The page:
Wednesday, August 22, 2012

Long time, no eats!

Love that brilliant blue of Georgian Bay Water at the Flowerpots!
August has turned into a vast wasteland for AMFAS, and for that I apologize. There are many reasons, mostly work-related, plus some time away from home that interferred. And oh, did you know I have a new novel being released in less than a month?

But I have been thinking about food – and cooking it! With tomato season in full swing, there have been lots of things with those red beauties. We also made some more bacon a couple of weeks ago, maple smoked this time, and it turned out beautifully. So beautifully, in fact, that my sons absconded with all of it after we’d cooked them a few slices for brunch!

This past weekend, we were in the wild woods of Muskoka, just north of Toronto, for an annual get-together with some friends from our days in Montreal at university (and after). Actually, we were at a very nice cottage, not roughing it in the slightest, but while we were out for some walks in the woods, Vicki and I discussed the times we used to take our then-young sons camping on Flowerpot Island, a few miles off the tip of the Bruce Peninsula.

One of our first times at Flowerpot back in the ’80s.
It is an amazing lovely and wild-feeling place. There are six rough campsites and because of the island’s rockiness and in consideration of the very fragile soil layer, each site has a large platform upon which you can pitch your tent. Cooking used to be done in fireboxes down near the beach when we first were going there (firewood supplied, but you had to cut the longer logs into suitable lengths – which we’d also split it for easier starting and more consistent cooking heat).

Later on, fires were banned because idiots would make bonfires on the cobble beach, and it was clear that sooner or later they’d set the woods on fire and this beautiful little gem of Canada’s Fathom Five National Marine Park would be lost. Now you can only use camping stoves, a bit of a bummer, really, but I concur with the reason things are this way.

Anyway, this post is about a recipe we all used to love whenever we were out on Flowerpot for a few days: camp biscuits! Neither Vicki nor I can remember where it came from, but we tweaked it a bit over the years until it became a “must-have” inclusion into all our camping trips. They’re quick, tasty and good for you with all that wheat germ. We can’t taste one of these without thinking of our picnic table out on the rocks with a view across the waters of Georgian Bay to the coastline of the Bruce Peninsula, about 2.5 miles away. The memories wonderful days and nights (the stars are jaw-dropping) we spent there with our sons are really precious to all of us.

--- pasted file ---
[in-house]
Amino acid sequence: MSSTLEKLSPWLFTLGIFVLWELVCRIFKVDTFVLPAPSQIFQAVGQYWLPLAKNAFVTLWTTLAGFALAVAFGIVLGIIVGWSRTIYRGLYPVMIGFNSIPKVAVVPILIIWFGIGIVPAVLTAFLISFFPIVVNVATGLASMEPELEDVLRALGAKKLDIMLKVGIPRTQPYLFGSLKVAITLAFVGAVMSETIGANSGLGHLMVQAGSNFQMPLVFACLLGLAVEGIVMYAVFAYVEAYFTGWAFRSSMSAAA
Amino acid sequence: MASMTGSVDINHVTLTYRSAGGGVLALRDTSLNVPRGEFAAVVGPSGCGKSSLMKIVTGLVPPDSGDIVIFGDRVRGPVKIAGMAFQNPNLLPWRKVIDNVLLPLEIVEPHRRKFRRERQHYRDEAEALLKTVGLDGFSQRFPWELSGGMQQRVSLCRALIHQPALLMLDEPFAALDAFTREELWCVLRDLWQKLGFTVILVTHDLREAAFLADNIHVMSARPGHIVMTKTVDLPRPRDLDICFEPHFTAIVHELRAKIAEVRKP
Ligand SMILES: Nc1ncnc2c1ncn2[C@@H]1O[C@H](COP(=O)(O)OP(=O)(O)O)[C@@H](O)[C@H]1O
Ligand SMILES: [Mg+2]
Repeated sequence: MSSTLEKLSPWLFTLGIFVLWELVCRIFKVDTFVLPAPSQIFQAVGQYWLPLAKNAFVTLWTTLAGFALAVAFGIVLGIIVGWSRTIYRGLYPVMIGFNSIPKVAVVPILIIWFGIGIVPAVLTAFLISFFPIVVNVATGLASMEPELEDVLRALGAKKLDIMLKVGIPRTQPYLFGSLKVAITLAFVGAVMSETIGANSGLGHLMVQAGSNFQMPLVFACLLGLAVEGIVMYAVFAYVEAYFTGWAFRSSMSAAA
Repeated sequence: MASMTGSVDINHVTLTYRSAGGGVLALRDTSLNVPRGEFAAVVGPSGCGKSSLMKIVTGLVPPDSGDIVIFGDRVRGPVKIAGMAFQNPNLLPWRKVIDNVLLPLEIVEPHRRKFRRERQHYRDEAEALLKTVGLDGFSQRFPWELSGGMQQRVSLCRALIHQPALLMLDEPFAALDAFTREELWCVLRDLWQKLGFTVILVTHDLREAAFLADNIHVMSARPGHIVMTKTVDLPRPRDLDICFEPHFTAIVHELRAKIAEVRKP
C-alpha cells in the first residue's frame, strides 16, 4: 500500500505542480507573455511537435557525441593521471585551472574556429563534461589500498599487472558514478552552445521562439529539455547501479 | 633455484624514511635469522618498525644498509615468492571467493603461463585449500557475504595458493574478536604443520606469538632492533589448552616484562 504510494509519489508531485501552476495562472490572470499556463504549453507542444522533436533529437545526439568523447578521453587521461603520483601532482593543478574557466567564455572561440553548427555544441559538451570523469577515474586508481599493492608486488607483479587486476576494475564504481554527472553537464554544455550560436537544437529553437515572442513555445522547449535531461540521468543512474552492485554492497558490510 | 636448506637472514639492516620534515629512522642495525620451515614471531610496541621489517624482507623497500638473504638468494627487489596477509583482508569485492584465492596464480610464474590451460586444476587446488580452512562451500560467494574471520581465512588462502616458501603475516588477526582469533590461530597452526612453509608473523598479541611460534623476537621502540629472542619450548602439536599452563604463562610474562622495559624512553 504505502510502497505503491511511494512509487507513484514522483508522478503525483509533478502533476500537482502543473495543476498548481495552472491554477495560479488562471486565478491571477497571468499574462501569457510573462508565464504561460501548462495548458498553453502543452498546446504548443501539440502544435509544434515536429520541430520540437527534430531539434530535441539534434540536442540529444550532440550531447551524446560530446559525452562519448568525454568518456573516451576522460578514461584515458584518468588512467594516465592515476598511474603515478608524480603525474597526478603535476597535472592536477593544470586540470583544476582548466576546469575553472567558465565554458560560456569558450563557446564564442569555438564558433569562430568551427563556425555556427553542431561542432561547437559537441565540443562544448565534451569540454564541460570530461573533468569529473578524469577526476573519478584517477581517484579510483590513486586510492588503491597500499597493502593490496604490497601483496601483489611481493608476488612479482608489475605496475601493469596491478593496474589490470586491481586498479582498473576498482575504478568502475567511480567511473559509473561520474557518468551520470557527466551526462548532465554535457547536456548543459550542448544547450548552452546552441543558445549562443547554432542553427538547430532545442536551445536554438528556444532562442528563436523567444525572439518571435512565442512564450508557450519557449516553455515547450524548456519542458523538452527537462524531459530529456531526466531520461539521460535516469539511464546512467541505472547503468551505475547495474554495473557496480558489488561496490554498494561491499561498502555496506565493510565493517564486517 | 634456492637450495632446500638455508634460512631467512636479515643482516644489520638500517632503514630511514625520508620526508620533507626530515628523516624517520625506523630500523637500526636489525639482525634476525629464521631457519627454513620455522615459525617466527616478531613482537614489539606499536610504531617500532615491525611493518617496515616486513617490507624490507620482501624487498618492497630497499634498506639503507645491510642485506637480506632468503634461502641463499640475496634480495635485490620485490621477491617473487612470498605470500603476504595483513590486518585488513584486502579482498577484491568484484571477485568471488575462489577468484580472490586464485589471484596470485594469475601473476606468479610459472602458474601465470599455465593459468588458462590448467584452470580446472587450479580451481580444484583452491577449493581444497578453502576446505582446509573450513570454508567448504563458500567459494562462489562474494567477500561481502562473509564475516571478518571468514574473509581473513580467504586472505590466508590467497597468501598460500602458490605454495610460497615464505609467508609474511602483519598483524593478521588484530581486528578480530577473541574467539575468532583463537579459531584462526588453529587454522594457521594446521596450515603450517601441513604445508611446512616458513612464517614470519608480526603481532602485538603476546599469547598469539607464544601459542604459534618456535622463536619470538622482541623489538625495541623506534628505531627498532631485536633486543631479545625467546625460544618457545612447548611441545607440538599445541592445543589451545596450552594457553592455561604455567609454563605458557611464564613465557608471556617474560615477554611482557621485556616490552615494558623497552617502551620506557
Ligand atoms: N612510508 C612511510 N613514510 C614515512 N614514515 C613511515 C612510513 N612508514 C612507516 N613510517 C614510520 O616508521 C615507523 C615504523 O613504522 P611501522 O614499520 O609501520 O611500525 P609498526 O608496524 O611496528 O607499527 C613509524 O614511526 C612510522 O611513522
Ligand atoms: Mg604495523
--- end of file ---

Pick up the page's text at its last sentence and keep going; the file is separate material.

This recipe is set up for cooking at home and they’re simple enough for even a young child to make. If you want to enjoy them while out hiking or camping, use milk powder which cuts down on weight and which means you only have to carry lightweight dry ingredients and oil. We’ve found that mixing the milk powder and water separately (following the directions on the box!), then adding this to the flour, etc. gave better results than mixing the milk powder in with the flour and then adding water.

Camp Biscuits
Makes 8

1-1/2 cups stone-ground whole wheat flour
1/2 cup wheat germ
1 Tbs baking powder
1 tsp salt
1/3 cup oil (we use canola)
2/3 cup milk

1. Mix together dry ingredients.

2. Beat the wet ingredients together then add them to the dry. Mix lightly but thoroughly.

3. Knead the dough for a minute or two right in the mixing bowl.

4. Divide the dough into 8 pieces. Flatten in your hands to make patties about 2" across and of even thickness.

5. Heat a skillet over a medium/low flame. Grease it lightly then cook the biscuits (covered) turning once. It takes about 5 minutes per side depending on thickness (and the heat of your camp stove if you’re cooking them that way. Check them for doneness by poking each with a knife. The blade should come out dry. Eat these puppies hot!


Rick Blechta said...

I just thought of something else we used to do with this recipe. If we were making it early on in the week, we'd take some finely grated old cheddar cheese or Parmesan and mix that in with everything else. Both are sons are real cheese hounds. About a half-cup should do it. If you live in Vermont, try Cabot’s old cheddar. Excellent!

HelenL said...

I too love camp biscuits -- what those of us who eat them more often call flatbread. No dairy for me but fruit juice instead of milk adds another dimension. Apricot in particular is tart/sweet and tends to colour the biscuits slightly. Yum!

Rick Blechta said...

Now that sounds good. We'll have to try that. I love apricots!